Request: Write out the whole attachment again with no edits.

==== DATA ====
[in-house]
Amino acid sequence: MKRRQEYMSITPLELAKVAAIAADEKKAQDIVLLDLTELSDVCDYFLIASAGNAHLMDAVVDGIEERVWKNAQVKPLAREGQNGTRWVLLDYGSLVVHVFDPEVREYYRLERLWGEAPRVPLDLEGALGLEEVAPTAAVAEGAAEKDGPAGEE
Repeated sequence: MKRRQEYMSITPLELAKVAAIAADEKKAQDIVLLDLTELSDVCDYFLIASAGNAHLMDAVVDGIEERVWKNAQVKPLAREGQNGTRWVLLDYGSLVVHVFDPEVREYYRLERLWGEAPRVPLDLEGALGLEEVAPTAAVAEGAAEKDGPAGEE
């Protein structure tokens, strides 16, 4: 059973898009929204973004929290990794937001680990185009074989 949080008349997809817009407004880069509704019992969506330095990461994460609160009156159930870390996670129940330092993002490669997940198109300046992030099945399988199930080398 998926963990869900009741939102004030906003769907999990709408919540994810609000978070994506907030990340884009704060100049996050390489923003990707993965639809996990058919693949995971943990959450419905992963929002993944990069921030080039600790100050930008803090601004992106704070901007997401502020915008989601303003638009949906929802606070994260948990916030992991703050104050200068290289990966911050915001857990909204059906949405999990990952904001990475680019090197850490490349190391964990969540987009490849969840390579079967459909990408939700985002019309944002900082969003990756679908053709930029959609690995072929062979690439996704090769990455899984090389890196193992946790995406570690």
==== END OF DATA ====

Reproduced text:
[in-house]
Amino acid sequence: MKRRQEYMSITPLELAKVAAIAADEKKAQDIVLLDLTELSDVCDYFLIASAGNAHLMDAVVDGIEERVWKNAQVKPLAREGQNGTRWVLLDYGSLVVHVFDPEVREYYRLERLWGEAPRVPLDLEGALGLEEVAPTAAVAEGAAEKDGPAGEE
Repeated sequence: MKRRQEYMSITPLELAKVAAIAADEKKAQDIVLLDLTELSDVCDYFLIASAGNAHLMDAVVDGIEERVWKNAQVKPLAREGQNGTRWVLLDYGSLVVHVFDPEVREYYRLERLWGEAPRVPLDLEGALGLEEVAPTAAVAEGAAEKDGPAGEE
């Protein structure tokens, strides 16, 4: 059973898009929204973004929290990794937001680990185009074989 949080008349997809817009407004880069509704019992969506330095990461994460609160009156159930870390996670129940330092993002490669997940198109300046992030099945399988199930080398 998926963990869900009741939102004030906003769907999990709408919540994810609000978070994506907030990340884009704060100049996050390489923003990707993965639809996990058919693949995971943990959450419905992963929002993944990069921030080039600790100050930008803090601004992106704070901007997401502020915008989601303003638009949906929802606070994260948990916030992991703050104050200068290289990966911050915001857990909204059906949405999990990952904001990475680019090197850490490349190391964990969540987009490849969840390579079967459909990408939700985002019309944002900082969003990756679908053709930029959609690995072929062979690439996704090769990455899984090389890196193992946790995406570690």